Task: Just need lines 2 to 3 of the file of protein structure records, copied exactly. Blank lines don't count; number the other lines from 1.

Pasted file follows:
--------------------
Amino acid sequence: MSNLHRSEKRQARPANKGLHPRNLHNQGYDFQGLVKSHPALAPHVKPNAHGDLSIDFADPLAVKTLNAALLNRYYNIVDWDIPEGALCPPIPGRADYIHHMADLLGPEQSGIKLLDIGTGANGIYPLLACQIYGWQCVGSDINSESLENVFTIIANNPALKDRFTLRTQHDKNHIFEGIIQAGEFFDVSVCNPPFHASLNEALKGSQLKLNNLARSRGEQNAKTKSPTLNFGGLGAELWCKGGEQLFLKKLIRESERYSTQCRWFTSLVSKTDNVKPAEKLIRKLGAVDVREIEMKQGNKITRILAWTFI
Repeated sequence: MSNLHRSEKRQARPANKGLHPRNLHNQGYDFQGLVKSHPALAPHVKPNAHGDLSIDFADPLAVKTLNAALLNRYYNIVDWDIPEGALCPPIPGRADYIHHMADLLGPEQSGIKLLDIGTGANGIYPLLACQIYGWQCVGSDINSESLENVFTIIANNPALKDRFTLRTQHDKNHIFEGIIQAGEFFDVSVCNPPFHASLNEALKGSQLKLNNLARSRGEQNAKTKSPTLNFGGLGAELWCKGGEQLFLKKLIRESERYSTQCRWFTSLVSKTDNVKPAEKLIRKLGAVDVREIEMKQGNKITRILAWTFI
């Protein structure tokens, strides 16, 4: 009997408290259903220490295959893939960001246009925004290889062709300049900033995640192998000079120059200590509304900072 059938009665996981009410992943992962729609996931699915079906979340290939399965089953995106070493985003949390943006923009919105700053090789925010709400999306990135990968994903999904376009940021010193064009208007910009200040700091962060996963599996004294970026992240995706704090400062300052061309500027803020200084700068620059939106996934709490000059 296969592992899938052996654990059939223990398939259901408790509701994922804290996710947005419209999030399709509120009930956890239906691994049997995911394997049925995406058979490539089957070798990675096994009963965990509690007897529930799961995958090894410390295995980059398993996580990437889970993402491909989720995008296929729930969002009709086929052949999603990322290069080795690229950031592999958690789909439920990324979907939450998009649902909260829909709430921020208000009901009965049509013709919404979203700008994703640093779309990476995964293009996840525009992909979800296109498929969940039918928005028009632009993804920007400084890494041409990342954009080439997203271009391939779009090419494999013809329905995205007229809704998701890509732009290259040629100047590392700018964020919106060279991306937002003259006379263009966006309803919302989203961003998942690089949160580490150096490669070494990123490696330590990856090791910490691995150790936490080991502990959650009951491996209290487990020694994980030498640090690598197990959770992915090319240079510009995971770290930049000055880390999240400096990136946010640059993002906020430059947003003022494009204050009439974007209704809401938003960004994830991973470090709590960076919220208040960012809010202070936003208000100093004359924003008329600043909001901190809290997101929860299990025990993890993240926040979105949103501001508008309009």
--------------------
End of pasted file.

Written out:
Repeated sequence: MSNLHRSEKRQARPANKGLHPRNLHNQGYDFQGLVKSHPALAPHVKPNAHGDLSIDFADPLAVKTLNAALLNRYYNIVDWDIPEGALCPPIPGRADYIHHMADLLGPEQSGIKLLDIGTGANGIYPLLACQIYGWQCVGSDINSESLENVFTIIANNPALKDRFTLRTQHDKNHIFEGIIQAGEFFDVSVCNPPFHASLNEALKGSQLKLNNLARSRGEQNAKTKSPTLNFGGLGAELWCKGGEQLFLKKLIRESERYSTQCRWFTSLVSKTDNVKPAEKLIRKLGAVDVREIEMKQGNKITRILAWTFI
């Protein structure tokens, strides 16, 4: 009997408290259903220490295959893939960001246009925004290889062709300049900033995640192998000079120059200590509304900072 059938009665996981009410992943992962729609996931699915079906979340290939399965089953995106070493985003949390943006923009919105700053090789925010709400999306990135990968994903999904376009940021010193064009208007910009200040700091962060996963599996004294970026992240995706704090400062300052061309500027803020200084700068620059939106996934709490000059 296969592992899938052996654990059939223990398939259901408790509701994922804290996710947005419209999030399709509120009930956890239906691994049997995911394997049925995406058979490539089957070798990675096994009963965990509690007897529930799961995958090894410390295995980059398993996580990437889970993402491909989720995008296929729930969002009709086929052949999603990322290069080795690229950031592999958690789909439920990324979907939450998009649902909260829909709430921020208000009901009965049509013709919404979203700008994703640093779309990476995964293009996840525009992909979800296109498929969940039918928005028009632009993804920007400084890494041409990342954009080439997203271009391939779009090419494999013809329905995205007229809704998701890509732009290259040629100047590392700018964020919106060279991306937002003259006379263009966006309803919302989203961003998942690089949160580490150096490669070494990123490696330590990856090791910490691995150790936490080991502990959650009951491996209290487990020694994980030498640090690598197990959770992915090319240079510009995971770290930049000055880390999240400096990136946010640059993002906020430059947003003022494009204050009439974007209704809401938003960004994830991973470090709590960076919220208040960012809010202070936003208000100093004359924003008329600043909001901190809290997101929860299990025990993890993240926040979105949103501001508008309009």